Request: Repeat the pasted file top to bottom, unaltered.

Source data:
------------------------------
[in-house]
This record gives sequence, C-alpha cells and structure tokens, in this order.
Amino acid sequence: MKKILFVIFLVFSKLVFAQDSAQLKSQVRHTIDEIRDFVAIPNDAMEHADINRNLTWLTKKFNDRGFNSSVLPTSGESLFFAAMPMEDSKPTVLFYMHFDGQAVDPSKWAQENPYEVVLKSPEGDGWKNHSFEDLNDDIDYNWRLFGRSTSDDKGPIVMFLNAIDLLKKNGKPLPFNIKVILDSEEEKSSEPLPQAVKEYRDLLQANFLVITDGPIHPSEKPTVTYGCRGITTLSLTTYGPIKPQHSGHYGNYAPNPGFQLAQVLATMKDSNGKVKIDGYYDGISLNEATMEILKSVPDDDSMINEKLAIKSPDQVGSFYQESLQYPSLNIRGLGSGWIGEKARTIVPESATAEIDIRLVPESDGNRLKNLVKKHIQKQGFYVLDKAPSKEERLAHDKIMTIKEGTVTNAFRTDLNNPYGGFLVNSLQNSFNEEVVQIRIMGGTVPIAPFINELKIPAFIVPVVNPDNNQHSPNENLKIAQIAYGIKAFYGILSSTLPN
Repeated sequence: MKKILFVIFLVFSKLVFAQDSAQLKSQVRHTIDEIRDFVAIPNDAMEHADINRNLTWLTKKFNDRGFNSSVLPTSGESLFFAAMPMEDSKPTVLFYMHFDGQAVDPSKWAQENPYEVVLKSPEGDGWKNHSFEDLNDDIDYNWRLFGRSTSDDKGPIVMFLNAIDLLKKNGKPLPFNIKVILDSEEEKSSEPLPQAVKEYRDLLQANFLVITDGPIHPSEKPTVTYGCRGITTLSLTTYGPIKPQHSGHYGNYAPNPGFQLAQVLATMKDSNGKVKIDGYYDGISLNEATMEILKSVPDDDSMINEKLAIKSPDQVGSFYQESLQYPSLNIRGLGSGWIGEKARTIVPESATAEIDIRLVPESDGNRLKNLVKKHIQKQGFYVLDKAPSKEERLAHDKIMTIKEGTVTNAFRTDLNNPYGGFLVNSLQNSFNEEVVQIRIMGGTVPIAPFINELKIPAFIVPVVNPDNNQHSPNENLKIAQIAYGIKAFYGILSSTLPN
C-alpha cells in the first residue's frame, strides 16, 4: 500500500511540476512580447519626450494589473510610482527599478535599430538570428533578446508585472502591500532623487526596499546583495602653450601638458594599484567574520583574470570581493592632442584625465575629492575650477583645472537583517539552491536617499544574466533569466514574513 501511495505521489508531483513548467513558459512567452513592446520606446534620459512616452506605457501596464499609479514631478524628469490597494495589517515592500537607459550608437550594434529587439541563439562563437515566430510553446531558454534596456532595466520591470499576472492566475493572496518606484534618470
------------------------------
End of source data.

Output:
[in-house]
This record gives sequence, C-alpha cells and structure tokens, in this order.
Amino acid sequence: MKKILFVIFLVFSKLVFAQDSAQLKSQVRHTIDEIRDFVAIPNDAMEHADINRNLTWLTKKFNDRGFNSSVLPTSGESLFFAAMPMEDSKPTVLFYMHFDGQAVDPSKWAQENPYEVVLKSPEGDGWKNHSFEDLNDDIDYNWRLFGRSTSDDKGPIVMFLNAIDLLKKNGKPLPFNIKVILDSEEEKSSEPLPQAVKEYRDLLQANFLVITDGPIHPSEKPTVTYGCRGITTLSLTTYGPIKPQHSGHYGNYAPNPGFQLAQVLATMKDSNGKVKIDGYYDGISLNEATMEILKSVPDDDSMINEKLAIKSPDQVGSFYQESLQYPSLNIRGLGSGWIGEKARTIVPESATAEIDIRLVPESDGNRLKNLVKKHIQKQGFYVLDKAPSKEERLAHDKIMTIKEGTVTNAFRTDLNNPYGGFLVNSLQNSFNEEVVQIRIMGGTVPIAPFINELKIPAFIVPVVNPDNNQHSPNENLKIAQIAYGIKAFYGILSSTLPN
Repeated sequence: MKKILFVIFLVFSKLVFAQDSAQLKSQVRHTIDEIRDFVAIPNDAMEHADINRNLTWLTKKFNDRGFNSSVLPTSGESLFFAAMPMEDSKPTVLFYMHFDGQAVDPSKWAQENPYEVVLKSPEGDGWKNHSFEDLNDDIDYNWRLFGRSTSDDKGPIVMFLNAIDLLKKNGKPLPFNIKVILDSEEEKSSEPLPQAVKEYRDLLQANFLVITDGPIHPSEKPTVTYGCRGITTLSLTTYGPIKPQHSGHYGNYAPNPGFQLAQVLATMKDSNGKVKIDGYYDGISLNEATMEILKSVPDDDSMINEKLAIKSPDQVGSFYQESLQYPSLNIRGLGSGWIGEKARTIVPESATAEIDIRLVPESDGNRLKNLVKKHIQKQGFYVLDKAPSKEERLAHDKIMTIKEGTVTNAFRTDLNNPYGGFLVNSLQNSFNEEVVQIRIMGGTVPIAPFINELKIPAFIVPVVNPDNNQHSPNENLKIAQIAYGIKAFYGILSSTLPN
C-alpha cells in the first residue's frame, strides 16, 4: 500500500511540476512580447519626450494589473510610482527599478535599430538570428533578446508585472502591500532623487526596499546583495602653450601638458594599484567574520583574470570581493592632442584625465575629492575650477583645472537583517539552491536617499544574466533569466514574513 501511495505521489508531483513548467513558459512567452513592446520606446534620459512616452506605457501596464499609479514631478524628469490597494495589517515592500537607459550608437550594434529587439541563439562563437515566430510553446531558454534596456532595466520591470499576472492566475493572496518606484534618470